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Steve Green

Rating agencies: Gaming supplier will feel economy's pinch

15 June 2009

LAS VEGAS, Nevada -- International Game Technology continues to be pressured by the U.S. recession as casinos buy fewer slot machines and consumers gamble less, two credit rating agencies indicated Wednesday.

Their remarks came as IGT said it's issuing $500 million in notes that mature in 2019 and will pay investors 7.5 percent annually.

IGT plans to use the money to retire other debt due in 2036 -- debt for which investors can demand that IGT redeem this year.

The slot machine maker and casino industry supplier, based in Reno, on Wednesday received a rating of BBB from Standard & Poor's on the $500 million bond offering. The debt-rating agency also affirmed its BBB corporate credit rating for IGT.

Under S&P's definitions, debt-issuers rated BBB have adequate capacity to meet financial commitments. But compared to higher-rated companies, adverse economic conditions or changing circumstances are more likely to lead to a weakened capacity of the company to meet its financial commitments.

Standard & Poor's maintained its negative outlook on IGT's debt.

"The negative outlook on the corporate credit rating reflects our concerns about the company's weak operating performance amid a difficult operating environment," Standard & Poor's said.

Analyst Melissa Long cited "IGT's exposure to product sales volatility, an expected weaker operating environment in the next few quarters as a result of slower replacement sales (given capital constraints affecting gaming operators), and the pullback in consumer discretionary spending affecting play levels in U.S. gaming markets.'

Standard & Poor's cited these specific factors:

-- IGT's EBITDA -- earnings before interest, taxes, depreciation and amortization -- in fiscal 2009 will decline by 20 percent to 25 percent.

-- In the first half of fiscal 2009 (the six months ended March 31), IGT reported a revenue decline of about 12 percent and an EBITDA decline of 25 percent.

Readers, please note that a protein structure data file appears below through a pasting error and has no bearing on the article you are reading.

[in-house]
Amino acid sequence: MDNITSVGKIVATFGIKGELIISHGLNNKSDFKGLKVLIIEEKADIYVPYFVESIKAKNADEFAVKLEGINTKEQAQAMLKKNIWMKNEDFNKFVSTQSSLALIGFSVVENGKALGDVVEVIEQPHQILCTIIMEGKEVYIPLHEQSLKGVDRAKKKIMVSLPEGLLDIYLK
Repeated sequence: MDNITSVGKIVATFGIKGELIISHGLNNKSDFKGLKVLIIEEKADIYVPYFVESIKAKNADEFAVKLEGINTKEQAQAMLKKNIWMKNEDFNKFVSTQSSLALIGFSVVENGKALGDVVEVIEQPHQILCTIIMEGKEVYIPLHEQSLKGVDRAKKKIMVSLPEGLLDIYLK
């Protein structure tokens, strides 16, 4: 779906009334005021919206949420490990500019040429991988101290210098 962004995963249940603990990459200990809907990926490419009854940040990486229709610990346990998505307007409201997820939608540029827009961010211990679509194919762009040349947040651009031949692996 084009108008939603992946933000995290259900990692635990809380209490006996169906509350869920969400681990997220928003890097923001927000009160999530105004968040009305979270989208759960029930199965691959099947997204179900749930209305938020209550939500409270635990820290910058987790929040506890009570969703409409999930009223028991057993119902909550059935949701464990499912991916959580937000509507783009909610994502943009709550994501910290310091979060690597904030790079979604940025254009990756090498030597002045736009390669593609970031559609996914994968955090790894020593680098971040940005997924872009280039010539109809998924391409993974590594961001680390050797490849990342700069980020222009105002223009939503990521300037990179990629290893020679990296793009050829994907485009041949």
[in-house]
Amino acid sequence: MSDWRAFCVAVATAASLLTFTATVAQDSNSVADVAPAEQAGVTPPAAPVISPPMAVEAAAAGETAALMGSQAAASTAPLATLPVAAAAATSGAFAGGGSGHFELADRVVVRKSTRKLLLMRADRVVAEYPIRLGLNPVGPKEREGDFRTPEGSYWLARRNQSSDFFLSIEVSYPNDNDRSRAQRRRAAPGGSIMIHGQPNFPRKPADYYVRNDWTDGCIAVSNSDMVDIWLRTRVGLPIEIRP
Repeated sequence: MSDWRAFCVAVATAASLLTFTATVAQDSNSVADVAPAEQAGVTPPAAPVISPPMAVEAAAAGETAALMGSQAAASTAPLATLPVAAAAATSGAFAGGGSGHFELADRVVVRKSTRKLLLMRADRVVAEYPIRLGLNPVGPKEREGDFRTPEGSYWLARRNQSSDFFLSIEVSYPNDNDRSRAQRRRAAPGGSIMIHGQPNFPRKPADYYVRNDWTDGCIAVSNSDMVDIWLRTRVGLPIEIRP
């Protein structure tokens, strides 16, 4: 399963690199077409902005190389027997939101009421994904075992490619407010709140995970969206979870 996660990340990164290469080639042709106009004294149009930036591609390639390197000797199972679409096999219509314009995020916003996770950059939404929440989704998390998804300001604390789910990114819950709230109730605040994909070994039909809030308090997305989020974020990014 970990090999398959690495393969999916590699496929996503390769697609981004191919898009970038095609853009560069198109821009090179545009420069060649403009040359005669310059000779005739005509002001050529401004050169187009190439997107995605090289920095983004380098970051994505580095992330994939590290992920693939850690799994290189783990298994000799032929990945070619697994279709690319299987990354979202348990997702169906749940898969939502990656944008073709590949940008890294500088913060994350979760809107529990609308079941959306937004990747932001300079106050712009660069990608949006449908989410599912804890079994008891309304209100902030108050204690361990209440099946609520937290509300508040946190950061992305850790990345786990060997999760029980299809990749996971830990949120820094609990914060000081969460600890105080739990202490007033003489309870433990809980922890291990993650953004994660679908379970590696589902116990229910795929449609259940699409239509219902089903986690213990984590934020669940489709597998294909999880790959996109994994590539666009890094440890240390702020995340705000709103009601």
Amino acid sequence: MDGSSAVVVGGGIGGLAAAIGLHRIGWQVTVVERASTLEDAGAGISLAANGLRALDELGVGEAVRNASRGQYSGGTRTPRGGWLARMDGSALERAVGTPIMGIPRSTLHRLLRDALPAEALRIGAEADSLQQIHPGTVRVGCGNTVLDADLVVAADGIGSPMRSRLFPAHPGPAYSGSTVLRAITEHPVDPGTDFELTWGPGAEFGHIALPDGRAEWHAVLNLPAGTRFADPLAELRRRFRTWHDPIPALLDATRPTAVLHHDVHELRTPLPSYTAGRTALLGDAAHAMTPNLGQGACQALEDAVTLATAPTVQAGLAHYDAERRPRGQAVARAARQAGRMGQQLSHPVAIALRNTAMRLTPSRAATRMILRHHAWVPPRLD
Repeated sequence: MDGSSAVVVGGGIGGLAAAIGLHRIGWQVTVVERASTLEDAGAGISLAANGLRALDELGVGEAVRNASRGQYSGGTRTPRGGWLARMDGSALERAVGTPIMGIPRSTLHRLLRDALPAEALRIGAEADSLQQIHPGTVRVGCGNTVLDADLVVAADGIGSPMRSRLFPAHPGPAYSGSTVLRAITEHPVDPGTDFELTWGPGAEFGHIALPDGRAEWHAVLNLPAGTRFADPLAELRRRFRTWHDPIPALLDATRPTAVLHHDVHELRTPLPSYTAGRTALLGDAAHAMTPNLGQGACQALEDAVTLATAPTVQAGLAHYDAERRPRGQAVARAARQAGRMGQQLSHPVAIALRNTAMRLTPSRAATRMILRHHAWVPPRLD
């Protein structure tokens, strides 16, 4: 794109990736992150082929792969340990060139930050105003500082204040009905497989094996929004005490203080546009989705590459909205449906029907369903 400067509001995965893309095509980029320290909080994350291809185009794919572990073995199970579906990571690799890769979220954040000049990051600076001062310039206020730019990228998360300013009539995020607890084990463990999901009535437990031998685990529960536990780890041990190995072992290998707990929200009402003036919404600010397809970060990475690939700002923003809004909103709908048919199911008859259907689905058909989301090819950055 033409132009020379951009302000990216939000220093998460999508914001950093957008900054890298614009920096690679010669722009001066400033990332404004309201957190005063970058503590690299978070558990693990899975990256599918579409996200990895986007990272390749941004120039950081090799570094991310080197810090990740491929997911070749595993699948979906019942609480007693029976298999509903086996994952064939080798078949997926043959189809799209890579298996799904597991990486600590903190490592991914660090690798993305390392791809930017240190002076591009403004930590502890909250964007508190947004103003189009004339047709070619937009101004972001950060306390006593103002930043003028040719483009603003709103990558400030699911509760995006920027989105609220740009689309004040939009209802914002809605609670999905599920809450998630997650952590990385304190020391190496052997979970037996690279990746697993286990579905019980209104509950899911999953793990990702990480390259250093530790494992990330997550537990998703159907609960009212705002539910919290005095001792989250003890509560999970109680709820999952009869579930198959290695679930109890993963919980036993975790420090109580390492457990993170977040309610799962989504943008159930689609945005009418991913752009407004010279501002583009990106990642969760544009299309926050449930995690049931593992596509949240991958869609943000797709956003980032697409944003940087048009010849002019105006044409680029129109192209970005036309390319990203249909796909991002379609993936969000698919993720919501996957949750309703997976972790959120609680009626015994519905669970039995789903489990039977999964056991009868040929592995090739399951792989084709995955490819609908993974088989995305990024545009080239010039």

-- Revenue in IGT's product sales segment fell by roughly 14 percent as a result of slower replacement sales. IGT shipped almost 13 percent fewer units in the first half of fiscal 2009 than in the prior-year period.

-- Revenue in the company's gaming operations segment fell by 10 percent, as lower play levels in U.S. gaming markets and a rise in the amount of lower-yielding machines offset a 3 percent increase in the number of units in the company's installed base.

But, Long noted, "The BBB corporate credit rating reflects IGT's strong leadership position as a manufacturer and distributor of slot machines and proprietary gaming systems, significant barriers to entry, and credit measures that are currently in line with the rating."

Also Wednesday, Moody's Investors Service assigned a Baa2 rating to the $500 million note offering and maintained its negative outlook on IGT debt.

"The note offering and a recent amendment to the company's revolving credit facility will improve IGT's liquidity profile," Moody's said in a report.

"The affirmation of IGT's ratings reflect its significant market share in casino gaming products, solid profitability, and an extensive portfolio of trademarks and intellectual property rights that support continued roll-out of new games and systems. At the same time, the ratings consider that IGT's (debt to EBITDA ratio) will likely deteriorate due to lower gaming play levels at IGT's slot machines leased to casino operators. As a result, IGT remains weakly positioned within the Baa2 rating category.

"The negative outlook reflects expected earnings decline and weakened debt protection measures over the next 12 months due to lower gaming play and reduced (machine) replacement demand," Moody's said.

Under Moody's definition, obligations in the Baa class are subject to moderate credit risk. They are considered medium-grade and may possess speculative characteristics, Moody's said.

Rating agencies: Gaming supplier will feel economy's pinch is republished from